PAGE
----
In the streets of Plaka (again) I caught a glimpse of the past hand in hand with the present: In the 19th century house, a woman is tapping furiously the keys of a 21 century laptop. Above her, part of … Continue reading →
Next to one of the busiest avenues of modern Athens, the arch (or gate) of Hadrian was built during the reign of Roman Emperor Hadrian, probably in 130 or 131 C.E. Unlike the typical Roman arches, which tend to be … Continue reading →
Often mentioned as the temple of Nike (victory) this small temple was in fact dedicated to Athena, just like the Parthenon. However, the Parthenon was the temple of Athena the Warrior whereas this was her temple as Bringer of Victory … Continue reading →
It is a measure of how much I’ve changed that I even stop in front of this display when I visit the museum of the Ancient Agora. In the past, I would simply pass by it, concentrating on artefacts pertaining … Continue reading →
Who on earth was this Philopappos guy anyway? Who dared to desecrate the hill of the Muses with his grave? Who dared build this monstrosity of a mausoleum right in front of the Acropolis? Draped with the authority of its 19-century-long … Continue reading →
For anyone who is interested in history or archaeology, Athens is a unique city. In every step, around every corner, testaments to the past wait silently for a look that will decipher the stories they have to tell. We are … Continue reading →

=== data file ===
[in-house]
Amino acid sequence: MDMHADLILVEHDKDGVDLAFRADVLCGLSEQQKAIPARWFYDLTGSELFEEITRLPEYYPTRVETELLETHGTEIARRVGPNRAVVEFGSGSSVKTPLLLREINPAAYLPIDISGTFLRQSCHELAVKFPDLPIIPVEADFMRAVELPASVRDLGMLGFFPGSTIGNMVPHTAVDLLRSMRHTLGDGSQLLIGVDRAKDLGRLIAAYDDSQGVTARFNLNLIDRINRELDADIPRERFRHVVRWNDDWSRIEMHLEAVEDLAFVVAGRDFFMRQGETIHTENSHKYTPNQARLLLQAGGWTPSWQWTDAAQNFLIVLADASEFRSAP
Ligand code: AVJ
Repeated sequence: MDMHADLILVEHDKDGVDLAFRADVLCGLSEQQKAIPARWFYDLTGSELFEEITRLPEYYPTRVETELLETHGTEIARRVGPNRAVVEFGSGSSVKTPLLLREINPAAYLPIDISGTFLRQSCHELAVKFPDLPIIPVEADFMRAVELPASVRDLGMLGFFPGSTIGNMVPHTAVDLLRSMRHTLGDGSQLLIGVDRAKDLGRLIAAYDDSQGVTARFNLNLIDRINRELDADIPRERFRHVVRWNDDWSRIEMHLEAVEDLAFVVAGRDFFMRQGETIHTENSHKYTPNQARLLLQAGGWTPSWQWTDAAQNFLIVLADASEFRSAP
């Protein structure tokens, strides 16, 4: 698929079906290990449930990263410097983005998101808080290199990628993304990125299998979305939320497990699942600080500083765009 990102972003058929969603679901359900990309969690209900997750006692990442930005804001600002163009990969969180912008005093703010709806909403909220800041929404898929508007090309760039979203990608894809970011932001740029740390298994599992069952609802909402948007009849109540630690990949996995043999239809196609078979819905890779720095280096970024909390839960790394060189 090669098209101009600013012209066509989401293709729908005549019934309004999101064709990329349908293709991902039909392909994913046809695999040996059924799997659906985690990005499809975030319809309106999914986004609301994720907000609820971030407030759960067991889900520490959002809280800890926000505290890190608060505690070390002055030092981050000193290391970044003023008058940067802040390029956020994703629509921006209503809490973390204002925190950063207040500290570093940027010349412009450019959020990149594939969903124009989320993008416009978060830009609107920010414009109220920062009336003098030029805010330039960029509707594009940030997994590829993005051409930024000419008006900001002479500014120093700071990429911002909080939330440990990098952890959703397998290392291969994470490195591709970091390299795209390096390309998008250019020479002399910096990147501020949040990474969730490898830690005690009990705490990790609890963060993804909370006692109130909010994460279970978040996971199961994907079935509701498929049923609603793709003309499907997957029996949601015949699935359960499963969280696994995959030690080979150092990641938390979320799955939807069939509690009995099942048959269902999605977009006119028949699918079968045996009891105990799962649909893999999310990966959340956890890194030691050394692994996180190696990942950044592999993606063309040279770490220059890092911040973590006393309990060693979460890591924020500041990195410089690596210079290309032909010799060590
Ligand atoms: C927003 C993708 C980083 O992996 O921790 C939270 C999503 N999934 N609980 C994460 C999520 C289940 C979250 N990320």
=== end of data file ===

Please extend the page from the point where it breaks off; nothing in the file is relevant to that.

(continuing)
This is a question I hear in almost every tour. Yes it is my real name. No, it is not an alias, put on for the sake of the job (unlike tourist agencies with names like Poseidon or taverns named … Continue reading →
The dress rehearsal of the ceremony for the 2012 London Olympics. Exactly the same as the official one, minus the VIPs.
No, this is not what the ceremony looked like in ancient times. It is just an idealised version of what ancient dances might have looked like, but with a few concessions to modern aesthetics (such as the tank tops of the male dancers) and morals (in antiquity the men would have danced naked).
On May 10th 2012, the Olympic flame was lit in what has come to be seen as a traditional and sine-qua-non ceremony of the Olympic Games. The ceremony is supposedly a reenactment of what took place every four years in … Continue reading →